Risk assessment of respiratory disease outbreaks requires the quantification of infectious viruses in airborne droplets. Determining the viral transmission potential via small or large respiratory droplets is a challenge in the realm of fluid dynamics. Currently, progress in understanding disease outbreaks is hindered by the lack of adequate detection equipment.
In this project you will design and build an innovative air sampling device for screening of virus-loaded droplet sprays. The technological challenge is to accurate collect and size-separate droplets in the air, without affecting virus infectivity, while achieving high throughput. The device will be designed through a combination of numerical modelling and experimental testing with well-characterized laboratory sprays that consist of virus-mimicking particles. Once operational, the device will be used at the Viroscience Department of the Erasmus Medical Center to determine the transmission potential of known and novel viruses. The project will be carried out at Eindhoven University of Technology under supervision of Dr. Tess Homan (Mechanical Engineering) and Dr. Hanneke Gelderblom (Applied Physics), in close collaboration with the Respiratory Virus Transmission group of Dr. Sander Herfst at Erasmus Medical Center.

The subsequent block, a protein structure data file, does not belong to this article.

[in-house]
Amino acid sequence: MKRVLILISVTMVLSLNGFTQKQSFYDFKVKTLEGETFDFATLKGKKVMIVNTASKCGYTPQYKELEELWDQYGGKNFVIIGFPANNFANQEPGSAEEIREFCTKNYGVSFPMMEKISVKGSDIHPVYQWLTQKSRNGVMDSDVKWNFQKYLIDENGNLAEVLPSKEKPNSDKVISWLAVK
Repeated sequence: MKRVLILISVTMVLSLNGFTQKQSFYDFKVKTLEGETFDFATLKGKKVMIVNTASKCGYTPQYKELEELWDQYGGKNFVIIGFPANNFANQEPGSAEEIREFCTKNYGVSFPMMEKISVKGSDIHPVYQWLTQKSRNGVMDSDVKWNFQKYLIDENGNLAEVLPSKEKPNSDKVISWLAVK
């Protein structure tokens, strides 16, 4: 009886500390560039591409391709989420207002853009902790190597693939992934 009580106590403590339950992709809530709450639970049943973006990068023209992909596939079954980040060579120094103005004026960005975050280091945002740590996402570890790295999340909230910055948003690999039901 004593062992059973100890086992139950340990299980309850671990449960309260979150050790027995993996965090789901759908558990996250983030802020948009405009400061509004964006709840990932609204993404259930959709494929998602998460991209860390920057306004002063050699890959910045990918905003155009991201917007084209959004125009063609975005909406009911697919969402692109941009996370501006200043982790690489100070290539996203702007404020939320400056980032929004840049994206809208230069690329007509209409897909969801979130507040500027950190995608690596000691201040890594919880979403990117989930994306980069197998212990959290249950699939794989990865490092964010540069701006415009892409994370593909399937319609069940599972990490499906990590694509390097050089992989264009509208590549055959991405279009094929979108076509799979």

The project is embedded within the "Predicting, measuring and quantifying airborne virus transmission" program of the Pandemic and Disaster Preparedness Center (PDPC)
, a collaboration between Erasmus Medical Center, Delft University of Technology, Erasmus University Rotterdam, and Eindhoven University of Technology.